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Some properties of an adjusting-magnitude schedule of reinforcement: Implications for models of choice

Bradshaw, C.M.
Behavioural processes 2017 v.140 pp. 19-32
arithmetics, models, probability, rats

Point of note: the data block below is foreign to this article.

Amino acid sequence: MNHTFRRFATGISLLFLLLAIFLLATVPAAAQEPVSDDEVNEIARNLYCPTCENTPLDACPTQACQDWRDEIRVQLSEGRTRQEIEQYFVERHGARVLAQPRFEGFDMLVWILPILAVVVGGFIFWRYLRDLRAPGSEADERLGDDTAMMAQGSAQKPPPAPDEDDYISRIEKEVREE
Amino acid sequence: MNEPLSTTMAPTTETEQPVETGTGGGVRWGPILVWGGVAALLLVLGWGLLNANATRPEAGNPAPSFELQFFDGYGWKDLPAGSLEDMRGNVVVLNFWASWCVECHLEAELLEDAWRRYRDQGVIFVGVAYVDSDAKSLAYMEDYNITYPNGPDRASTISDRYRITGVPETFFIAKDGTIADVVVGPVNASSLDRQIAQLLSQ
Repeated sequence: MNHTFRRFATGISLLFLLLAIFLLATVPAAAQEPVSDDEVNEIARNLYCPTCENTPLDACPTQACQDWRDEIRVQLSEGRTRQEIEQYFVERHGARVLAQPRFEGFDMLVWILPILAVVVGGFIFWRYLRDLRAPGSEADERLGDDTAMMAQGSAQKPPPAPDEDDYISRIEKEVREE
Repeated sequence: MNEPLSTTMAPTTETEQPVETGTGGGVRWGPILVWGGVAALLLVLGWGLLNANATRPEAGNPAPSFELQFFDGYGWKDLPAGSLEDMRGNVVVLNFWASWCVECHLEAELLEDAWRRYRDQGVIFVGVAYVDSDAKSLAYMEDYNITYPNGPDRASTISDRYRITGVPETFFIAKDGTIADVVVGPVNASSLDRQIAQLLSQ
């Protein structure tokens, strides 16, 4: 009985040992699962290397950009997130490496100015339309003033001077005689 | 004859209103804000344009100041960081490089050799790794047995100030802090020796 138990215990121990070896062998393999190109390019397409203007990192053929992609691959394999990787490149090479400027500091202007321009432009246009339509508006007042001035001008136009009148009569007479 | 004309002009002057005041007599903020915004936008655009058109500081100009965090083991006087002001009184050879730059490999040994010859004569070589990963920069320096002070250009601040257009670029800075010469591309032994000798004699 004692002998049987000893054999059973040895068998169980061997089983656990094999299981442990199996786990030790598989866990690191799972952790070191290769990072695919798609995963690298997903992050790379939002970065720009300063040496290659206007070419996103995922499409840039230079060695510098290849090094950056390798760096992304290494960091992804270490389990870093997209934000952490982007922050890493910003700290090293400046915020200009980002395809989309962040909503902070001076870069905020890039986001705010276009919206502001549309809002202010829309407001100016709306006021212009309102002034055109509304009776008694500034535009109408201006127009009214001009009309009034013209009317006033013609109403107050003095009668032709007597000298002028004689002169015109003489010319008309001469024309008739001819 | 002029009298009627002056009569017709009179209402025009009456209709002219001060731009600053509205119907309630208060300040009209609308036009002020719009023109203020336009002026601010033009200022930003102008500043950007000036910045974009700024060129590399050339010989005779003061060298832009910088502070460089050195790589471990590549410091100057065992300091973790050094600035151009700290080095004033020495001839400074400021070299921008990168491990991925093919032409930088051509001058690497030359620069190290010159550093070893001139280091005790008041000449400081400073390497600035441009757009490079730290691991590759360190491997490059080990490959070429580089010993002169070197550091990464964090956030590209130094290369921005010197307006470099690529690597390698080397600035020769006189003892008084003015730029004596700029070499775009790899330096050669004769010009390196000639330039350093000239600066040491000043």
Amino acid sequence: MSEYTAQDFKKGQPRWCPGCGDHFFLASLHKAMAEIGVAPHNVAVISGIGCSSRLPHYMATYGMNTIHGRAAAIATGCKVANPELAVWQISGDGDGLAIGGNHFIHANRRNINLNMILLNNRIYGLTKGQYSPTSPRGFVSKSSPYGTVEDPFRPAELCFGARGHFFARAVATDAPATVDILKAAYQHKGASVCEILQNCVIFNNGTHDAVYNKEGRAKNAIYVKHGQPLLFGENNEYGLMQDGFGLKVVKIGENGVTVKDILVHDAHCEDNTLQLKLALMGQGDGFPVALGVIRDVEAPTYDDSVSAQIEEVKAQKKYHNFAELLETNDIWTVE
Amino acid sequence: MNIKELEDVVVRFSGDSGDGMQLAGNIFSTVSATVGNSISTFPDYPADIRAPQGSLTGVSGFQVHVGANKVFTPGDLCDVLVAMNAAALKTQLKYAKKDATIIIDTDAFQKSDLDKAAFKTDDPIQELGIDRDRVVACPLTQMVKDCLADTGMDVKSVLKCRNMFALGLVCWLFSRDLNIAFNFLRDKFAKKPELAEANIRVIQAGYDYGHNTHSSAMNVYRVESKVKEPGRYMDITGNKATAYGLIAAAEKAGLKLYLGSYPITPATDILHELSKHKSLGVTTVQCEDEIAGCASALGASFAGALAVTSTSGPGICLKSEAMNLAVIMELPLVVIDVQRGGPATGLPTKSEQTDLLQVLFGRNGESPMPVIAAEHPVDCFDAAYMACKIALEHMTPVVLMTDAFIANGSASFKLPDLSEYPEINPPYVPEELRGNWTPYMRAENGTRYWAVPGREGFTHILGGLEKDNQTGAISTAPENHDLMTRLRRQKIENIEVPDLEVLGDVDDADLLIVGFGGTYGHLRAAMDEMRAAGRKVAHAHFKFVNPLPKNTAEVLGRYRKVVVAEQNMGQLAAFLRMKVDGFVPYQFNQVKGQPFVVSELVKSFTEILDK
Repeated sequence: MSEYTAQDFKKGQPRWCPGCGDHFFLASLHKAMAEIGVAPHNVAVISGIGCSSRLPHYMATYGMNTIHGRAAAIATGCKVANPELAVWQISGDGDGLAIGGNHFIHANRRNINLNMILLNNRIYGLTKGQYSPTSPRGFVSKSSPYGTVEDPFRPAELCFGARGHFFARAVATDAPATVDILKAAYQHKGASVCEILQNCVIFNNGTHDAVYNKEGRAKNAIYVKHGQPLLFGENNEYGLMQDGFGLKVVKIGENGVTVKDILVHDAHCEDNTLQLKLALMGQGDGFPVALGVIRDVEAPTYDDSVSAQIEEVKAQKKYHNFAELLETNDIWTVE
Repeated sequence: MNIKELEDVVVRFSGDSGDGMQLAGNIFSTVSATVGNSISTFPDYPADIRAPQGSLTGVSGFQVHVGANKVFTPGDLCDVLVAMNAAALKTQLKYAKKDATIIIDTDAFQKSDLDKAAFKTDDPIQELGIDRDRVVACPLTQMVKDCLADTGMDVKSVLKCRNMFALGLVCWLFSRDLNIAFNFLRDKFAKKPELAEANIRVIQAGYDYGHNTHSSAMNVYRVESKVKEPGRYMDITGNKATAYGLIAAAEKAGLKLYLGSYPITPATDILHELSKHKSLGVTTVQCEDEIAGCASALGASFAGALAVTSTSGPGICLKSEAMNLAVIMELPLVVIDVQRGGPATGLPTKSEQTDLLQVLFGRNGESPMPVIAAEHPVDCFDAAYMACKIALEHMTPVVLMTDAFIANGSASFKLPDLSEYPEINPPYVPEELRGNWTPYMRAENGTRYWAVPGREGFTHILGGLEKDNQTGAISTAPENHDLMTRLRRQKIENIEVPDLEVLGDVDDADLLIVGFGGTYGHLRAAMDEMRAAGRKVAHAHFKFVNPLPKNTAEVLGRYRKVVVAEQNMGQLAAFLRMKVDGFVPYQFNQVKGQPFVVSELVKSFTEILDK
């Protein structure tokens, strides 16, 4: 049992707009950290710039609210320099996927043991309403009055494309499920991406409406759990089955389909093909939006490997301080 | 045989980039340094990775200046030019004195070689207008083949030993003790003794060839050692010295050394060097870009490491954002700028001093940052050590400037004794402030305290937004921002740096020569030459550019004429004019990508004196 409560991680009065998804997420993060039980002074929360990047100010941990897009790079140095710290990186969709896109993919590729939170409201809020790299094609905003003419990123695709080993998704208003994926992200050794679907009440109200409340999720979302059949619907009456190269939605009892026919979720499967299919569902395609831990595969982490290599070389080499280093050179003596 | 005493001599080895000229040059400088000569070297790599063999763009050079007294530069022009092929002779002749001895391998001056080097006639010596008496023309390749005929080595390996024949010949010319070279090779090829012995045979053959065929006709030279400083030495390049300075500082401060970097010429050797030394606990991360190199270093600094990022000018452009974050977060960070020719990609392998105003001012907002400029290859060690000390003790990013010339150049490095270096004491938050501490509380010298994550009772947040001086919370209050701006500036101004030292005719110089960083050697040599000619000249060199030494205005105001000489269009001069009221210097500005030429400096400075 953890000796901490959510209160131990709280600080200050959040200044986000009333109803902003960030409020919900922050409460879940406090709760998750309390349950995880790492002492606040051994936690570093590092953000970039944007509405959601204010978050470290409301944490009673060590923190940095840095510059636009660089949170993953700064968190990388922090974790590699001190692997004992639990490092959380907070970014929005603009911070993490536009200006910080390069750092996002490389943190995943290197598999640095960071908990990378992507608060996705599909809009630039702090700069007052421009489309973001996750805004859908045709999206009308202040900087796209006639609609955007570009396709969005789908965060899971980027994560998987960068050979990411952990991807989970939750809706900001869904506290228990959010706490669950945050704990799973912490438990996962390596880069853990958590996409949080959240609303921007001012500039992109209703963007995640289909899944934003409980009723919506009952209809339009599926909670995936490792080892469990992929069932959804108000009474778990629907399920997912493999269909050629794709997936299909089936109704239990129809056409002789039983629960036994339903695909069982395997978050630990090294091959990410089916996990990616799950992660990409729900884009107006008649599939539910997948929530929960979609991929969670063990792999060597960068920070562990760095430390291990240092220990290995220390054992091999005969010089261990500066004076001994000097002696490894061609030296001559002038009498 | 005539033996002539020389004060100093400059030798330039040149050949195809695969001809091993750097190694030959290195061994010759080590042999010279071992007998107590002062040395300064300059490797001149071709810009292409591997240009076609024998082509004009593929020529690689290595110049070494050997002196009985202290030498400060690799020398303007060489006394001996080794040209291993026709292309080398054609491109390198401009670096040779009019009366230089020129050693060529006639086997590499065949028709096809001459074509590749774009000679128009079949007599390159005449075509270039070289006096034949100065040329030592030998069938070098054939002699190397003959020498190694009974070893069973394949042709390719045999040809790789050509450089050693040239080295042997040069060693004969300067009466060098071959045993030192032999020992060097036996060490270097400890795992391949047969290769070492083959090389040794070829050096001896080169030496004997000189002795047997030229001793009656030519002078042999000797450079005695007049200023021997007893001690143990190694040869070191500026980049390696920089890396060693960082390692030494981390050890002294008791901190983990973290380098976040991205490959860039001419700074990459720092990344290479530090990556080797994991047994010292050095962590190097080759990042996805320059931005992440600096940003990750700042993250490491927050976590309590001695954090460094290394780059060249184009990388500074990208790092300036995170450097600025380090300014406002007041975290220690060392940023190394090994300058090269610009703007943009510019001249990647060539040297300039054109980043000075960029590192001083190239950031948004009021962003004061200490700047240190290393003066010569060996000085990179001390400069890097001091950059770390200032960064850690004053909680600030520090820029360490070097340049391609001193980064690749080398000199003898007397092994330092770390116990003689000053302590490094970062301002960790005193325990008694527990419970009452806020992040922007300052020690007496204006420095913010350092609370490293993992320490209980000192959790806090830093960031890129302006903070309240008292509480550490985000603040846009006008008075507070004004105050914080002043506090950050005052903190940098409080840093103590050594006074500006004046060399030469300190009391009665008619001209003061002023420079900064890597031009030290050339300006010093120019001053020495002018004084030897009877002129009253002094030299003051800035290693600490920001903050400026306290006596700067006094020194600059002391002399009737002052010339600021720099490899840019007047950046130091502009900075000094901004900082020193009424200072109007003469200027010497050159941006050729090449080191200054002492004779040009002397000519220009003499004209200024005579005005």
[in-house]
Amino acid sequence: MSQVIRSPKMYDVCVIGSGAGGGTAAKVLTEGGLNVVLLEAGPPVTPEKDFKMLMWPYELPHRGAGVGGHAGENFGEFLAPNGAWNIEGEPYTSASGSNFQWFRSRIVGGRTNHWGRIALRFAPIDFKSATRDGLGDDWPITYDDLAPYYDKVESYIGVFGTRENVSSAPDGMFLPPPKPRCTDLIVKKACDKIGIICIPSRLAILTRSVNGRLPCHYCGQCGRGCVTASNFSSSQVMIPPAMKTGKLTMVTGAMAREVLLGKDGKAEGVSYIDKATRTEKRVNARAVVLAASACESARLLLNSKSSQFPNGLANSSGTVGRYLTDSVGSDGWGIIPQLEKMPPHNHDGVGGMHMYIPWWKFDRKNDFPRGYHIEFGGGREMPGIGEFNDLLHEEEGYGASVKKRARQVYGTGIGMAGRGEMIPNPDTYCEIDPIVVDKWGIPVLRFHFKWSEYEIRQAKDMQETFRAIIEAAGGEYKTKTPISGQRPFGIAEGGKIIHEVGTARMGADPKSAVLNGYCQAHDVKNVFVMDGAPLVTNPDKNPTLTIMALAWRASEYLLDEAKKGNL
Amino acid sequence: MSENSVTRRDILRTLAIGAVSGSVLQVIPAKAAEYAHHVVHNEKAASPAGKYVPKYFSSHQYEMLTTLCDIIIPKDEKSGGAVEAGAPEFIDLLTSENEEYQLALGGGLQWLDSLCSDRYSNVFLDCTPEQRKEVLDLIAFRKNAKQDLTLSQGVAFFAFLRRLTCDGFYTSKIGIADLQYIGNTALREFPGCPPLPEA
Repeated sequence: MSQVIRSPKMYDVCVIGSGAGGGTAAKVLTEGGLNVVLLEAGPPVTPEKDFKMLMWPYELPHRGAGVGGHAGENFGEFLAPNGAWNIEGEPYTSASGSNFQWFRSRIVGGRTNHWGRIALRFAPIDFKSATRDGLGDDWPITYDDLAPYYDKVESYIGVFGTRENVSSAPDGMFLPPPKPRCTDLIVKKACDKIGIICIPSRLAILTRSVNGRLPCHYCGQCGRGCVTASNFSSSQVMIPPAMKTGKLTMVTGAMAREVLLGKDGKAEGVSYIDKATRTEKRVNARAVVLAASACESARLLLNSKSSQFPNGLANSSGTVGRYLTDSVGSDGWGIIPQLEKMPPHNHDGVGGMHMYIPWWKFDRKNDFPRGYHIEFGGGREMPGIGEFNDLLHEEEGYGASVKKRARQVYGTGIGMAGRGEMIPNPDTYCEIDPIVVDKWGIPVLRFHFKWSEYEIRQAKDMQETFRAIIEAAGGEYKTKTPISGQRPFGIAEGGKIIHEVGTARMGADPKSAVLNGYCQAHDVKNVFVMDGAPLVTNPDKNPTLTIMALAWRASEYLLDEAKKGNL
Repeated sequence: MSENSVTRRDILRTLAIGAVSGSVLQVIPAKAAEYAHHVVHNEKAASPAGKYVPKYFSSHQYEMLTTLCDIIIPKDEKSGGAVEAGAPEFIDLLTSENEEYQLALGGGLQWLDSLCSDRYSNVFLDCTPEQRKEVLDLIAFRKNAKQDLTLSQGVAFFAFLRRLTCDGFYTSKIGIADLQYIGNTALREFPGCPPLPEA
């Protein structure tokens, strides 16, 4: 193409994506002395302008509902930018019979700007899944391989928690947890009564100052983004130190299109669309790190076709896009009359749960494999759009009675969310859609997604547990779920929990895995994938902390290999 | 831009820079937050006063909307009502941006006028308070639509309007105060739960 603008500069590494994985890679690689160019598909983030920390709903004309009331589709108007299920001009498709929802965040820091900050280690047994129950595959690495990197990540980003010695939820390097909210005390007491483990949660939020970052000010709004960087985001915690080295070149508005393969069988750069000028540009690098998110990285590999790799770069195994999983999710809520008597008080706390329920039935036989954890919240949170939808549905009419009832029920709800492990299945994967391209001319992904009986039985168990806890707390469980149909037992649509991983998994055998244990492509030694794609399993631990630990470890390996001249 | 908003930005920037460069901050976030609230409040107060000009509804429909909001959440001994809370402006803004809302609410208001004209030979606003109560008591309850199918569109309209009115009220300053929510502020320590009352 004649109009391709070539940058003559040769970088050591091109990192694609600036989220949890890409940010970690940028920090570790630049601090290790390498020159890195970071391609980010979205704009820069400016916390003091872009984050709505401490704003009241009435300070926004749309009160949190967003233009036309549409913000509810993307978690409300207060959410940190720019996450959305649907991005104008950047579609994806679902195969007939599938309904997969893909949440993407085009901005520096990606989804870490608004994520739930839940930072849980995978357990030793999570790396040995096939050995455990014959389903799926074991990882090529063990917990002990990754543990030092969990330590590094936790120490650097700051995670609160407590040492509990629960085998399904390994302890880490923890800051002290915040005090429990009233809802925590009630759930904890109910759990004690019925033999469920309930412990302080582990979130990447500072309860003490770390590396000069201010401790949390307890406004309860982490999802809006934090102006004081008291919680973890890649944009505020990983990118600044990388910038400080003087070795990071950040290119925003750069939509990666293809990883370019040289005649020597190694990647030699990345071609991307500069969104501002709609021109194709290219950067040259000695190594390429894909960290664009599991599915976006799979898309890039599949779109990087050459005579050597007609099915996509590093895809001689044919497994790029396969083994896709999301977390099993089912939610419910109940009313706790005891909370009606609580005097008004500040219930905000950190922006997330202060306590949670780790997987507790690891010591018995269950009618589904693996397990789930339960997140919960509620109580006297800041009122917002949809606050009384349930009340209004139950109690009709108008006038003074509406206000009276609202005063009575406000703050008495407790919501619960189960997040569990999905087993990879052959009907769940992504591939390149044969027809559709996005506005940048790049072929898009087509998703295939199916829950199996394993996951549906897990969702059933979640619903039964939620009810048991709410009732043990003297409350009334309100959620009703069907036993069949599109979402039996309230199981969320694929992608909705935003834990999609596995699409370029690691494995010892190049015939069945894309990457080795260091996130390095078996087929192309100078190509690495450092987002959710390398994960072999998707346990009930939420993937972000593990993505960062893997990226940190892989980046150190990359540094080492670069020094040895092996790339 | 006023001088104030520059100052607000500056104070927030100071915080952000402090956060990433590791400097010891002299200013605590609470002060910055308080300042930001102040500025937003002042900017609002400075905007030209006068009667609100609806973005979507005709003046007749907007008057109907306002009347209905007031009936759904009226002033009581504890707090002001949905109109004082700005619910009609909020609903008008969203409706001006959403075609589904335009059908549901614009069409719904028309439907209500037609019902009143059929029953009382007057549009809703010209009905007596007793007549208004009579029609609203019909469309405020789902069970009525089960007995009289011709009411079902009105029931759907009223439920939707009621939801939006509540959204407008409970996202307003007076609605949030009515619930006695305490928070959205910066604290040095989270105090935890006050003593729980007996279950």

Rats were trained under a discrete-trials adjusting-magnitude schedule in which a response on lever A delivered either a larger or a smaller reinforcer (qA1 and qA2) with equal probability, while a response on B delivered a reinforcer whose size qB was adjusted according to the rats’ choices. When A was preferred in a given block of trials, qB was increased in the following block; when B was preferred, qB was reduced in the following block. The oscillating changes in qB, analysed by the Fourier transform, could be described by a power spectrum with a dominant period of about 50 trial blocks. With qA1 held constant, the equilibrium value of qB (qB(50)) was monotonically related to qA2, and exceeded the arithmetic mean of qA1 and qA2 when qA1 was substantially greater than qA2. A model derived from the multiplicative model of intertemporal choice provided a post hoc description of the data. Simulation of block-by-block changes in qB derived from the model were generally consistent with the experimental data. Implications of the results for models of risky choice and for future use of the schedule in neurobehavioural experiments are discussed.